## 285G, Lecture 0: Riemannian manifolds and curvature – Exercises

Exercise 1. Show that the map $(X, Y) \mapsto [X,Y]$ endows the space $\Gamma(TM)$ of vector fields with the structure of an abstract Lie algebra. Also establish the Leibniz rule

${}[X, fY] = (\nabla_X f) Y + f [X,Y]$ (5)

for all $X, Y \in \Gamma(TM)$ and $f \in C^\infty(M)$. $\diamond$

Exercise 2. Let $\nabla, \nabla'$ be two connections on TM. Show that there exists a unique rank (1,2) tensor $\Gamma^\alpha_{\beta \gamma} = \nabla' - \nabla$ such that

$\nabla'_\beta f^\alpha - \nabla_\beta f^\alpha = \Gamma^\alpha_{\beta \gamma} f^\gamma$ (13)

for all vector fields $f^\alpha$. Now interpret the Christoffel symbol $\Gamma^a_{bc}$ of a connection $\nabla$ on TM relative to a frame $e = (e_a)_{a \in A}$ as the difference $\nabla - \nabla^{(e)}$ of that connection with the flat connection $\nabla^{(e)}$ induced by the trivialisation of the tangent bundle induced by that frame. $\diamond$

Exercise 3. Show that $\nabla$ is torsion-free if and only if

${}[X,Y]^\alpha = X^\beta \nabla_\beta Y^\alpha - Y^\beta \nabla_\beta X^\alpha$ (15)

for all vector fields X, Y (or in coordinate-free notation, ${}[X,Y] = \nabla_X Y - \nabla_Y X$). $\diamond$

Exercise 4. If $\nabla$ is a torsion-free connection on TM, and $R_{\alpha \beta \gamma}^\delta$ is the tensor form of the curvature R, defined by requiring that

$(R(X,Y) Z)^\delta = R_{\alpha \beta \gamma}^\delta X^\alpha Y^\beta Z^\gamma$, (17)

then show that

$\nabla_\alpha \nabla_\beta X^\delta - \nabla_\beta \nabla_\alpha X^\delta = R_{\alpha \beta \gamma}^\delta X^\gamma$ (18)

for all vector fields $X^\delta$. What is the analogue of (18) if $X^\delta$ is replaced by a rank (k,l) tensor? $\diamond$

Exercise 5. Prove this theorem. (Hint: one can either (a) use abstract index notation and study expressions such as $\nabla_\alpha X^\beta$, (b) use coordinate-free notation and study expressions such as $g( \nabla_X Y, Z )$, or (c) use local coordinates (e.g. use a frame $e_a := \phi^* \frac{d}{dx^a}$ arising from a chart $\phi$ as in Example 2) and work with the Christoffel symbols $\Gamma^a_{bc}$. It is instructive to do this exercise in all three possible ways in order to appreciate the equivalence (and relative advantages and disadvantages) between these three perspectives. $\diamond$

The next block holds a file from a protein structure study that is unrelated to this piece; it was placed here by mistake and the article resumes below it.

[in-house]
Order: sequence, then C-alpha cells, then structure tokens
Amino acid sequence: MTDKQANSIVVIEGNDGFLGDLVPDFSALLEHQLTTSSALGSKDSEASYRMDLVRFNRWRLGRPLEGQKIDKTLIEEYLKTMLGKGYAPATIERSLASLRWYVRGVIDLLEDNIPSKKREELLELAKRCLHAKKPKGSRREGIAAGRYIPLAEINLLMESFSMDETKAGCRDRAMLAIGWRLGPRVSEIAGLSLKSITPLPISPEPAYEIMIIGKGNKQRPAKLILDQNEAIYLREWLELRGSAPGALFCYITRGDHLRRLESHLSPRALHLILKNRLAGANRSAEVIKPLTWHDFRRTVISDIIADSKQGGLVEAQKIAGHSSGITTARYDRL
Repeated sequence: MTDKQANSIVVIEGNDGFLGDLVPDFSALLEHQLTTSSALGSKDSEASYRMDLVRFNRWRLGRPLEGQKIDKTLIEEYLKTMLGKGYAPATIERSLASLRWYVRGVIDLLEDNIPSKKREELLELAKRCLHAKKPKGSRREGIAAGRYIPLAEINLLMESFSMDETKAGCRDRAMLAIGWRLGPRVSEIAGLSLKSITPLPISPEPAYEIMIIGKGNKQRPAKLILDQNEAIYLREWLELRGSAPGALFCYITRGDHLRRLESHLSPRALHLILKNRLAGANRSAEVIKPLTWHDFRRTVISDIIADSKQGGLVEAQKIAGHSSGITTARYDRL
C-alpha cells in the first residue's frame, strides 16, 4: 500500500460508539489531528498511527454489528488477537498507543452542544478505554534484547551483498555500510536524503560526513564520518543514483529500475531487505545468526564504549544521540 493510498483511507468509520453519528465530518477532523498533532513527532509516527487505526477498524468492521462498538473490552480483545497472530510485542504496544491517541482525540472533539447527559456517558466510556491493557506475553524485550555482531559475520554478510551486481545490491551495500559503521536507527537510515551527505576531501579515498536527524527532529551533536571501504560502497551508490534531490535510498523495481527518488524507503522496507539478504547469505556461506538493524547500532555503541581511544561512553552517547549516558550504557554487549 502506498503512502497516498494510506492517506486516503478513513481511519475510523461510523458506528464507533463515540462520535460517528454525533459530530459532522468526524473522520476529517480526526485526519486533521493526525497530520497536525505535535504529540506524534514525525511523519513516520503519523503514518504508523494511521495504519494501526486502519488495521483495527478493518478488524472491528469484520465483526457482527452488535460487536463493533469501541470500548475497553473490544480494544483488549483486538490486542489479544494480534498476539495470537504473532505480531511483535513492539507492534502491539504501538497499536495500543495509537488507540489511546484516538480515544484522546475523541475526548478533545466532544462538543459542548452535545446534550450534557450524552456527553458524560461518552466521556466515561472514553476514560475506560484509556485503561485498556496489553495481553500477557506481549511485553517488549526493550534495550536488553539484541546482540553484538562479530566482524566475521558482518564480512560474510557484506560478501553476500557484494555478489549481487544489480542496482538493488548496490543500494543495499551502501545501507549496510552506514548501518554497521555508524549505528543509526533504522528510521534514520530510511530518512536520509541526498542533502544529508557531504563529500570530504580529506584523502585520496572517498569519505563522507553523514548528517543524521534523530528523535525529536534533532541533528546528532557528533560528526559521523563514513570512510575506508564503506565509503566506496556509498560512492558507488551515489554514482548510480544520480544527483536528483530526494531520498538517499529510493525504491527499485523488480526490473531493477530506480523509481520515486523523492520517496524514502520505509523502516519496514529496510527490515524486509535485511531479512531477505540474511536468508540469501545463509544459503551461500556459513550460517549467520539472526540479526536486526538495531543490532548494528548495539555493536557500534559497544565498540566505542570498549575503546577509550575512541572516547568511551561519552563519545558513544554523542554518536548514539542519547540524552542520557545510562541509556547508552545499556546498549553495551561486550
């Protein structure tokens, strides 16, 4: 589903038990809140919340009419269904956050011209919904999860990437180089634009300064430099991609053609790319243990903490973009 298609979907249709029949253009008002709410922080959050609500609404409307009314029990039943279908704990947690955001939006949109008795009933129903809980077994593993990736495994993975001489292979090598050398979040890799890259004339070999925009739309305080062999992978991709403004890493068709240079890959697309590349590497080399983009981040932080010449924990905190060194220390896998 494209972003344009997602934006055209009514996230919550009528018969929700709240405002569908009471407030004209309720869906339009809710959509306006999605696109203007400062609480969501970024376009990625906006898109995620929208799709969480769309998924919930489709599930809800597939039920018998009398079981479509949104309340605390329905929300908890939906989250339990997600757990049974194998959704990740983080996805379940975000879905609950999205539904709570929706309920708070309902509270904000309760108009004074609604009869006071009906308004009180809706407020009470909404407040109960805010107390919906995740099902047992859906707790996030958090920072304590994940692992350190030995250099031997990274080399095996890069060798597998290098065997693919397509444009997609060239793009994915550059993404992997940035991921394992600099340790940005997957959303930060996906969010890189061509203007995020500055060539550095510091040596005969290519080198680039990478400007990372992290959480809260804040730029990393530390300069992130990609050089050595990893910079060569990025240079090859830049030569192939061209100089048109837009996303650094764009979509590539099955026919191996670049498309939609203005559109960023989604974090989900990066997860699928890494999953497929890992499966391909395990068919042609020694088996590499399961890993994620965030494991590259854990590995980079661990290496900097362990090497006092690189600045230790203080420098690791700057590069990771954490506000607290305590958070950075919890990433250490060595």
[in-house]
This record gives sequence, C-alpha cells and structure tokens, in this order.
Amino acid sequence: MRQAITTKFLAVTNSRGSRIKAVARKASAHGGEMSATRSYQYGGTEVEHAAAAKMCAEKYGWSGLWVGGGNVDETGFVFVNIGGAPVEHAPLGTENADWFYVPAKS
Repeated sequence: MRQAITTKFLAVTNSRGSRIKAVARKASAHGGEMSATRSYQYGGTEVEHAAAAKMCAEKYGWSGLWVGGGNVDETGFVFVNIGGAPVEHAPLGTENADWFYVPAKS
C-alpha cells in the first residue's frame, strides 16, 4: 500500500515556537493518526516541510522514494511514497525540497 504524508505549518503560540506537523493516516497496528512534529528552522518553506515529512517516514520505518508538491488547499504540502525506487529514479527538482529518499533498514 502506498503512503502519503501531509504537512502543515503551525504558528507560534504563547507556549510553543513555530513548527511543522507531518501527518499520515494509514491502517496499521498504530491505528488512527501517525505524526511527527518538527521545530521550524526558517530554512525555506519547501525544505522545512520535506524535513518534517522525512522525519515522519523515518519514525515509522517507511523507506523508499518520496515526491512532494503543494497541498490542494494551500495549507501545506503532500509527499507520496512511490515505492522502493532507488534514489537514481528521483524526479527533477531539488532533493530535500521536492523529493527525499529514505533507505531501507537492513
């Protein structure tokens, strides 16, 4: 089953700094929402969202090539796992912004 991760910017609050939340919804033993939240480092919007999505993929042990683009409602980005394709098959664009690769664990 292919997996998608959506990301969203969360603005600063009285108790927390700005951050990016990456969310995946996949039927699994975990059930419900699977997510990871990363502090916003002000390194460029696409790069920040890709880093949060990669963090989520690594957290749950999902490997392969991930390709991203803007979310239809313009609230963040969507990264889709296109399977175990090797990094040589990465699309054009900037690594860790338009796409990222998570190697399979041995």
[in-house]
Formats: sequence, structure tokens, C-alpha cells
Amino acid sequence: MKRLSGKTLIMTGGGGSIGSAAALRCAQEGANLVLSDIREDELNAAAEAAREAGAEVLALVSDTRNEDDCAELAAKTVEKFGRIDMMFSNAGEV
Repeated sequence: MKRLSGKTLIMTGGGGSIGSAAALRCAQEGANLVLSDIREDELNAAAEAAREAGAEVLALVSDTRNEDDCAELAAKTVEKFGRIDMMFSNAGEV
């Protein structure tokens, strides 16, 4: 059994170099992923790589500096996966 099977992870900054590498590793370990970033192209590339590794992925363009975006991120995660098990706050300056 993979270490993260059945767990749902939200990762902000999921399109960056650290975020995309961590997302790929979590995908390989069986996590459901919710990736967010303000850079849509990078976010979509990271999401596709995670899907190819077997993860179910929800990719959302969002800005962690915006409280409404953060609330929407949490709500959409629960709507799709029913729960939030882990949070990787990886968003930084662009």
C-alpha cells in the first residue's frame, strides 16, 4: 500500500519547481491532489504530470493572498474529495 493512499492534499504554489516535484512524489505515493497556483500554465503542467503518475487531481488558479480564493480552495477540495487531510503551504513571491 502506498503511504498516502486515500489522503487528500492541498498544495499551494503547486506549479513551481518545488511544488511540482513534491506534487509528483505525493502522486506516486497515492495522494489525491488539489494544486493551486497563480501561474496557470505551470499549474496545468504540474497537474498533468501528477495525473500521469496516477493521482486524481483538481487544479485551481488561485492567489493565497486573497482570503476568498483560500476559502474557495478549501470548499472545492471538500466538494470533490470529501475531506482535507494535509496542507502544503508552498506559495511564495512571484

Exercise 6. Show that the above three symmetries of $\hbox{Riem}$ imply that $\hbox{Riem}$ is a self-adjoint section of $\hbox{Hom}( \bigwedge^2 TM, \bigwedge^2 TM )$, and that these conditions are in fact equivalent in three and fewer dimensions. (The claim fails in four and higher dimensions; see comments.) $\diamond$

Exercise 7. By differentiating (24) and cyclically summing, establish the second Bianchi identity

Exercise 8. Show that a Riemannian manifold (M,g) is locally isomorphic (as Riemannian manifolds) to Euclidean space if and only if the Riemann curvature tensor vanishes. (Hint: one direction is easy. For the other direction, the quickest way is to apply the Frobenius theorem to obtain a local trivialisation of the tangent bundle which is flat with respect to the Levi-Civita connection.) This illustrates the point that the Riemann curvature captures all the local obstructions that prevent a Riemannian manifold from being flat. (Compare this situation with the superficially similar subject of symplectic geometry, in which Darboux’s theorem guarantees that there are no local obstructions whatsoever to a symplectic manifold $(M,\omega)$ being flat.) $\diamond$

Exercise 9. (Ricci controls Riemann in three dimensions) In three dimensions, suppose that the (necessarily real) eigenvalues of the Riemann curvature at a point x (viewed as an element of $\hbox{Hom}(\bigwedge^2 TM, \bigwedge^2 TM)$) are $\lambda, \mu, \nu$. Show that the eigenvalues of the Ricci curvature at x (viewed as an element of $\hbox{Hom}( TM, TM )$ are $\lambda+\mu, \mu+\nu, \nu+\lambda$. Conclude in particular that

$\|\hbox{Riem}\|_g = O( \|\hbox{Ric}\|_g )$ (31)

where we endow the (fibres of the) spaces $\hbox{Hom}(\bigwedge^2 TM, \bigwedge^2 TM)$ and $\hbox{Hom}( TM, TM )$ with the Hilbert (or Hilbert-Schmidt) structure induced by the metric g. $\diamond$